The morning after our boat ride, we walked across the Chain Bridge to see Buda Castle (Budavári Palota), the historic castle and palace complex of the Hungarian kings in Budapest, first completed in 1265.
Even before we got across the bridge, however, we could tell that the palace that currently adorns the top of Castle Hill could not possibly be that ancient.
Even the “1880” date down near the entrance to the Castle Hill Funicular seemed questionably old.
We took one look at the long line for the Funicular ride to the top of Castle Hill, compared it to the short distance up on the adjacent paths and steps, and decided to walk up to the palace. Wise decision.
You might recall that back when we were in Vienna we visited the Belvedere Palace, once home of Prince Eugéne of Savoy. I wrote a post about him that I called Let's Talk Turkey in which I mentioned that the Ottoman Turks' unsuccessful siege of Vienna in 1529 had been followed by 150 years of the Habsburg and Ottoman Empires duking it out across the Hungarian Plain.
Coincidentally, there was a statute of the good Prince right here atop Castle Hill in front of The current palace, Buda Castle!
Well, to continue that story, although the Ottoman army did not take Vienna in 1529, it did manage to capture and hold Buda during that campaign, following which the medieval Kingdom of Hungary collapsed, and in 1541 Buda became part of the Ottoman Empire.
Not a family to give up easily, the Habsburgs tried repeatedly to recapture Buda, mounting unsuccessful sieges on the city and castle in 1542, 1598, 1603, and 1684. Though damaged in these earlier actions, Buda Castle mostly survived until the great siege of 1686 when it was destroyed by a heavy artillery bombardment of the invading allied Holy League Christian forces which included the Holy Roman Empire of the Habsburgs. Not long afterwards, the Ottomans gave up their claims to Hungary in favor of the Habsburgs and retreated to the south.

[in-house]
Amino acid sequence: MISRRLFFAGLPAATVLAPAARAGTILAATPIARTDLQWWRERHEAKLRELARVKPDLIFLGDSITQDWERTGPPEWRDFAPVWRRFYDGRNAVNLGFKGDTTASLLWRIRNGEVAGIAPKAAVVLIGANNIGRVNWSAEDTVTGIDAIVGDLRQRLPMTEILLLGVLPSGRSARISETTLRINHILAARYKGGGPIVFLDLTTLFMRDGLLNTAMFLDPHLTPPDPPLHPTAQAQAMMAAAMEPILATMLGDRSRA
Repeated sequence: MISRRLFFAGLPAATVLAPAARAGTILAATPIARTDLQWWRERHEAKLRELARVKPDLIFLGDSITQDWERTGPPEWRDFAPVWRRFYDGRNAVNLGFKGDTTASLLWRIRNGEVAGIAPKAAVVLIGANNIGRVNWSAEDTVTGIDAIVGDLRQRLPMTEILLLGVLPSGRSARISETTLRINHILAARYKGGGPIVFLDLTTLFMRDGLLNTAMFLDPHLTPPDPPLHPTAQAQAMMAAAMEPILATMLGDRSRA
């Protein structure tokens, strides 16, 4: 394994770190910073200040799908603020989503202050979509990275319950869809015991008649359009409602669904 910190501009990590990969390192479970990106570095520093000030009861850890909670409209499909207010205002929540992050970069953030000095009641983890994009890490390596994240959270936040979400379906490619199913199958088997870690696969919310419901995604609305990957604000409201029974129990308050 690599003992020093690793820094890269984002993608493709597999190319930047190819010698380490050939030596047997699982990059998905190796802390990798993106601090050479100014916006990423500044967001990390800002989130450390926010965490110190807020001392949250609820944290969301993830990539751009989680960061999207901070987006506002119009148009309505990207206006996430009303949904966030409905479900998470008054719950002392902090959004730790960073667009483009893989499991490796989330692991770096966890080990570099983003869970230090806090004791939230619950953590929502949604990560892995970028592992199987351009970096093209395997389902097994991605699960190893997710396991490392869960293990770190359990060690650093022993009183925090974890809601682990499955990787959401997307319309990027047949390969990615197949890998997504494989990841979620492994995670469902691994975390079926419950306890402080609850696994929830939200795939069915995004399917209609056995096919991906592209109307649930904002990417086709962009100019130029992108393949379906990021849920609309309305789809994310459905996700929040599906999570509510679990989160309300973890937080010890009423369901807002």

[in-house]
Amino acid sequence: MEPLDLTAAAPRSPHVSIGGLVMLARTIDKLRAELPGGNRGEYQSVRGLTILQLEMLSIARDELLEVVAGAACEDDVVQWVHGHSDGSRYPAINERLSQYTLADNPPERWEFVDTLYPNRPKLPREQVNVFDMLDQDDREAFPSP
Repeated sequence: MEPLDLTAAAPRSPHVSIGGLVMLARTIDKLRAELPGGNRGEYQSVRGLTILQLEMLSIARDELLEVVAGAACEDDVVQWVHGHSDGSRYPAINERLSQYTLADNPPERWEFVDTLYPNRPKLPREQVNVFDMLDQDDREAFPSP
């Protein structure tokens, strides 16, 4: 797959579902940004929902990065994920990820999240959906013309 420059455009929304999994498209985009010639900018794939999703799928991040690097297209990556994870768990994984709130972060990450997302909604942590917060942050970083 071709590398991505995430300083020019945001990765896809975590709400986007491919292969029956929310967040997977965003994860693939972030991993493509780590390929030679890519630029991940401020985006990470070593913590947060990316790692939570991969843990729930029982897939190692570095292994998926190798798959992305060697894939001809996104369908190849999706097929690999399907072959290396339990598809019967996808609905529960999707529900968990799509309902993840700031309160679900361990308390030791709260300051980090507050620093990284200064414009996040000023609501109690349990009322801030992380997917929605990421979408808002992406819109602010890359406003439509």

In 1715, the Habsburgs built a small Baroque palace on the ruins of the original Buda Castle. The interior of the palace was left unfinished when work stopped in 1719 due to a lack of money for the project and in 1723 the palace was accidentally burned down.
Not long after, in 1748, Habsburg Empress Maria Theresia began construction of a new Baroque palace on the site which, upon completion, was used first as a convent, then as a university, and, finally, as the residence of the Habsburg Archdukes palatine who were to oversee continued Habsburg domination of the Kingdom of Hungary.
However, before a century had passed, Buda Castle was again reduced to ruins during the Revolution of 1848, a Pan-Europe uprising that sought to end monarchy on the continent. It failed, except in France; however, during the course of that struggle, rebelling Hungarian troops laid siege to the castle which was a stronghold of the Habsburg's Austrian troops. Artillery bombardment and heavy fighting in 1849 resulted in a fire that again consumed the castle.
Having reached the top of Castle Hill, we walked to the rampart on the southern end of the palace for a better view of Gellért Hill and the Statue of Liberty off in the distance.